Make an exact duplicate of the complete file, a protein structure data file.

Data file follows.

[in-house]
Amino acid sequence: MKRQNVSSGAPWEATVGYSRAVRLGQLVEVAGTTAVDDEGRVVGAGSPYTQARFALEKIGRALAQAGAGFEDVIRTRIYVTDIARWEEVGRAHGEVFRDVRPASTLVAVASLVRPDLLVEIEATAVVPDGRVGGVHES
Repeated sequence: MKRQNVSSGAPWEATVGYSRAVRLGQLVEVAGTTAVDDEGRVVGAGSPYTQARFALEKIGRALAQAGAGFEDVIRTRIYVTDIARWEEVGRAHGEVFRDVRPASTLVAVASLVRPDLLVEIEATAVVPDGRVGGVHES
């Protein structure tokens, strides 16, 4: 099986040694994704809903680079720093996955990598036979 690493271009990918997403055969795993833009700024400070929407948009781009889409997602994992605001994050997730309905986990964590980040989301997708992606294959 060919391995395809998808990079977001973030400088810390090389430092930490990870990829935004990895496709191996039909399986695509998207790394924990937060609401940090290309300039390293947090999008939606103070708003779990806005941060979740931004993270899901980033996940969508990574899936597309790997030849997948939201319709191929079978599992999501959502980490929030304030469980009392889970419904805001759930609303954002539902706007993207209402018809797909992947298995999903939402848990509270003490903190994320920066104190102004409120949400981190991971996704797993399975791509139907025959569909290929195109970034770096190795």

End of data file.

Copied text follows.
[in-house]
Amino acid sequence: MKRQNVSSGAPWEATVGYSRAVRLGQLVEVAGTTAVDDEGRVVGAGSPYTQARFALEKIGRALAQAGAGFEDVIRTRIYVTDIARWEEVGRAHGEVFRDVRPASTLVAVASLVRPDLLVEIEATAVVPDGRVGGVHES
Repeated sequence: MKRQNVSSGAPWEATVGYSRAVRLGQLVEVAGTTAVDDEGRVVGAGSPYTQARFALEKIGRALAQAGAGFEDVIRTRIYVTDIARWEEVGRAHGEVFRDVRPASTLVAVASLVRPDLLVEIEATAVVPDGRVGGVHES
């Protein structure tokens, strides 16, 4: 099986040694994704809903680079720093996955990598036979 690493271009990918997403055969795993833009700024400070929407948009781009889409997602994992605001994050997730309905986990964590980040989301997708992606294959 060919391995395809998808990079977001973030400088810390090389430092930490990870990829935004990895496709191996039909399986695509998207790394924990937060609401940090290309300039390293947090999008939606103070708003779990806005941060979740931004993270899901980033996940969508990574899936597309790997030849997948939201319709191929079978599992999501959502980490929030304030469980009392889970419904805001759930609303954002539902706007993207209402018809797909992947298995999903939402848990509270003490903190994320920066104190102004409120949400981190991971996704797993399975791509139907025959569909290929195109970034770096190795």